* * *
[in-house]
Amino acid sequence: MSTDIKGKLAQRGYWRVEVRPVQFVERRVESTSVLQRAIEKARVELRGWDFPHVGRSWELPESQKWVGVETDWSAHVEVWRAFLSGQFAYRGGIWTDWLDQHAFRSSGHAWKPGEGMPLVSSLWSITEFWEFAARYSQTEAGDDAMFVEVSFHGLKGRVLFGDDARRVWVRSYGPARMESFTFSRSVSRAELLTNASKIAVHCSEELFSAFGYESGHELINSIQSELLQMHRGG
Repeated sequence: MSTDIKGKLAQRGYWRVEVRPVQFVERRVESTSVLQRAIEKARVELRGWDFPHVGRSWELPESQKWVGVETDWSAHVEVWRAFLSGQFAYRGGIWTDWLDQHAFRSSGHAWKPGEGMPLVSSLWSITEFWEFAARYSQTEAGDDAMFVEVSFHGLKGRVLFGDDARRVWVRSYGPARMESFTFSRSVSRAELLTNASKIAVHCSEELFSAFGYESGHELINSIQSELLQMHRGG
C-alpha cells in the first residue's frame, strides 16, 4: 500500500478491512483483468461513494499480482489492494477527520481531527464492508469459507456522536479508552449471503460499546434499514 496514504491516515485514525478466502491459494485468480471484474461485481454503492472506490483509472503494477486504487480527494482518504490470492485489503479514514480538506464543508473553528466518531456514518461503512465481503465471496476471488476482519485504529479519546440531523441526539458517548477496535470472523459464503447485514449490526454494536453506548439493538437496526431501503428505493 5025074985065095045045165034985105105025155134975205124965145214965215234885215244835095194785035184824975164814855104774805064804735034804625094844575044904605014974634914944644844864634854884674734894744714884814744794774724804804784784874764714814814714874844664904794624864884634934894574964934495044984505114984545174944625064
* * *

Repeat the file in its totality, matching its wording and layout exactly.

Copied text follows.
[in-house]
Amino acid sequence: MSTDIKGKLAQRGYWRVEVRPVQFVERRVESTSVLQRAIEKARVELRGWDFPHVGRSWELPESQKWVGVETDWSAHVEVWRAFLSGQFAYRGGIWTDWLDQHAFRSSGHAWKPGEGMPLVSSLWSITEFWEFAARYSQTEAGDDAMFVEVSFHGLKGRVLFGDDARRVWVRSYGPARMESFTFSRSVSRAELLTNASKIAVHCSEELFSAFGYESGHELINSIQSELLQMHRGG
Repeated sequence: MSTDIKGKLAQRGYWRVEVRPVQFVERRVESTSVLQRAIEKARVELRGWDFPHVGRSWELPESQKWVGVETDWSAHVEVWRAFLSGQFAYRGGIWTDWLDQHAFRSSGHAWKPGEGMPLVSSLWSITEFWEFAARYSQTEAGDDAMFVEVSFHGLKGRVLFGDDARRVWVRSYGPARMESFTFSRSVSRAELLTNASKIAVHCSEELFSAFGYESGHELINSIQSELLQMHRGG
C-alpha cells in the first residue's frame, strides 16, 4: 500500500478491512483483468461513494499480482489492494477527520481531527464492508469459507456522536479508552449471503460499546434499514 496514504491516515485514525478466502491459494485468480471484474461485481454503492472506490483509472503494477486504487480527494482518504490470492485489503479514514480538506464543508473553528466518531456514518461503512465481503465471496476471488476482519485504529479519546440531523441526539458517548477496535470472523459464503447485514449490526454494536453506548439493538437496526431501503428505493 5025074985065095045045165034985105105025155134975205124965145214965215234885215244835095194785035184824975164814855104774805064804735034804625094844575044904605014974634914944644844864634854884674734894744714884814744794774724804804784784874764714814814714874844664904794624864884634934894574964934495044984505114984545174944625064